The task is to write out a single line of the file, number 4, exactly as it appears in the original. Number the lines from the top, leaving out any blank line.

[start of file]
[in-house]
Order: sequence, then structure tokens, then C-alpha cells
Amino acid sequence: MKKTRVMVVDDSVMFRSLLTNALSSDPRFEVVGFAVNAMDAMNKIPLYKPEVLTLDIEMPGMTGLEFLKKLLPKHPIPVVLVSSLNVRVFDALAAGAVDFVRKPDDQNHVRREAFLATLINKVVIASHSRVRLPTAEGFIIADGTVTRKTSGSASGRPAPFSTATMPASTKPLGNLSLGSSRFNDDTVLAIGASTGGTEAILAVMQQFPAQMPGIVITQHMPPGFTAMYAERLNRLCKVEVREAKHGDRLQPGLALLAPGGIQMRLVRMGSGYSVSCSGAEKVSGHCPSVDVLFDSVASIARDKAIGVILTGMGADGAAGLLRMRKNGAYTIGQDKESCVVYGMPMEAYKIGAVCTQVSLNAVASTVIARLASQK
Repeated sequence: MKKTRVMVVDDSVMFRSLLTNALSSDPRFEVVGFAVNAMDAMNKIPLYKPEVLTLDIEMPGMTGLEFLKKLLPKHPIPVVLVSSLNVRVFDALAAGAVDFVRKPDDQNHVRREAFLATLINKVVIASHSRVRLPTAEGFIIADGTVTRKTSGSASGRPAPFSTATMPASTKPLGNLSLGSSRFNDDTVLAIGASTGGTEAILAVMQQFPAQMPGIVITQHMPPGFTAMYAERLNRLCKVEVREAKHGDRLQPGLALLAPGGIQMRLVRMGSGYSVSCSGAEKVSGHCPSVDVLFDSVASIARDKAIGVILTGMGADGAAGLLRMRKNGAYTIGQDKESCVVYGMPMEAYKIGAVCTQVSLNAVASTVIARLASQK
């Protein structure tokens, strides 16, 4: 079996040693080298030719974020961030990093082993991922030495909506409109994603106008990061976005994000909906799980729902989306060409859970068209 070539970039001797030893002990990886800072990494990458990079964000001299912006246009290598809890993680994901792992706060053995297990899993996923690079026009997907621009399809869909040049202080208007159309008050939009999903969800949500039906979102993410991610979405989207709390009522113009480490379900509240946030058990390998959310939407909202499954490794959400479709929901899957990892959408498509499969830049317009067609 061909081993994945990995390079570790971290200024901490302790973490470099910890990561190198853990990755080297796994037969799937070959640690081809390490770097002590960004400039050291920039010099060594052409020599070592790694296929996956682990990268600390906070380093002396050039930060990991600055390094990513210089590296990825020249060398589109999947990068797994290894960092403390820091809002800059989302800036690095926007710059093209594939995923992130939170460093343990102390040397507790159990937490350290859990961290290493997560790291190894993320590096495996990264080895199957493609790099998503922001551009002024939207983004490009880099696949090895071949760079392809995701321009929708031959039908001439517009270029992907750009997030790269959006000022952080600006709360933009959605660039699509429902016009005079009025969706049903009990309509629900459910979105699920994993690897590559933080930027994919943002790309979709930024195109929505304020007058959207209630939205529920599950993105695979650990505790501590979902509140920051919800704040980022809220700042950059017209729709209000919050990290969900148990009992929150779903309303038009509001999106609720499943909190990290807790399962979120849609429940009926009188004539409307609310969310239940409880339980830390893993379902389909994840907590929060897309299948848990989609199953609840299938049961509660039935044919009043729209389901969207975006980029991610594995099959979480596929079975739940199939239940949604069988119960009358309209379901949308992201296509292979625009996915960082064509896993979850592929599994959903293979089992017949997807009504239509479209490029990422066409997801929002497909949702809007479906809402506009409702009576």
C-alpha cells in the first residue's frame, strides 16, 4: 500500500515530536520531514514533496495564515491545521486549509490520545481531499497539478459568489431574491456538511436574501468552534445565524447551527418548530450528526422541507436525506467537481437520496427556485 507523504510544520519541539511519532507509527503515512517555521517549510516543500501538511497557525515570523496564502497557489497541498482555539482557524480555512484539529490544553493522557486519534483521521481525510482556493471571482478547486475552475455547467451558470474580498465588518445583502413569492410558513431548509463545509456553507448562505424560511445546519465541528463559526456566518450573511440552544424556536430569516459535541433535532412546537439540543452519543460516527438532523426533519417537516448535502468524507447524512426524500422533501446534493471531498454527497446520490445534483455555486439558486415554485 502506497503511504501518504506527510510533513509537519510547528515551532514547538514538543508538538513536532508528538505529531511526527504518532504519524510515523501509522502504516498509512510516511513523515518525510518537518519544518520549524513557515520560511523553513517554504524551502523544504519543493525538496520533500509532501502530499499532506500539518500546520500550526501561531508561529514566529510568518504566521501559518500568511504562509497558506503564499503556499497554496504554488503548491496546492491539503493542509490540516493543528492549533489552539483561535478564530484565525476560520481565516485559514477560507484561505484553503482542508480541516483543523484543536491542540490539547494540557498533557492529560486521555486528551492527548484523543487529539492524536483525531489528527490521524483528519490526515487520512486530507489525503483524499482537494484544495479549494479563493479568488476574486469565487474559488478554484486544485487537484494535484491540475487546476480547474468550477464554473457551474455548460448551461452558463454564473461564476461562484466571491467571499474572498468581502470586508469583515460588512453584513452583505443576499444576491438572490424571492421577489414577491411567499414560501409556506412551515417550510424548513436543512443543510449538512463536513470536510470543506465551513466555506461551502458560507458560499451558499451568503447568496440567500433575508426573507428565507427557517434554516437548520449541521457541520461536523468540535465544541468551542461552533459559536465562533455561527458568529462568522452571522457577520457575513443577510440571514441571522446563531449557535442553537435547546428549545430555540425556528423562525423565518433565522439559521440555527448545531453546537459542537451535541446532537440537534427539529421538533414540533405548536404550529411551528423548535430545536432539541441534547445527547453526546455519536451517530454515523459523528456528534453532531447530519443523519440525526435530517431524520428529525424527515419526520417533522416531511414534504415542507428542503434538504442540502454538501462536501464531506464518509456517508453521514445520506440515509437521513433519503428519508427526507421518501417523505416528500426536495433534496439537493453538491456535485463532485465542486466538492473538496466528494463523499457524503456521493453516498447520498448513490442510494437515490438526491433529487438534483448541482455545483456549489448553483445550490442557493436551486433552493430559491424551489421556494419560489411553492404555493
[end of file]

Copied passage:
Repeated sequence: MKKTRVMVVDDSVMFRSLLTNALSSDPRFEVVGFAVNAMDAMNKIPLYKPEVLTLDIEMPGMTGLEFLKKLLPKHPIPVVLVSSLNVRVFDALAAGAVDFVRKPDDQNHVRREAFLATLINKVVIASHSRVRLPTAEGFIIADGTVTRKTSGSASGRPAPFSTATMPASTKPLGNLSLGSSRFNDDTVLAIGASTGGTEAILAVMQQFPAQMPGIVITQHMPPGFTAMYAERLNRLCKVEVREAKHGDRLQPGLALLAPGGIQMRLVRMGSGYSVSCSGAEKVSGHCPSVDVLFDSVASIARDKAIGVILTGMGADGAAGLLRMRKNGAYTIGQDKESCVVYGMPMEAYKIGAVCTQVSLNAVASTVIARLASQK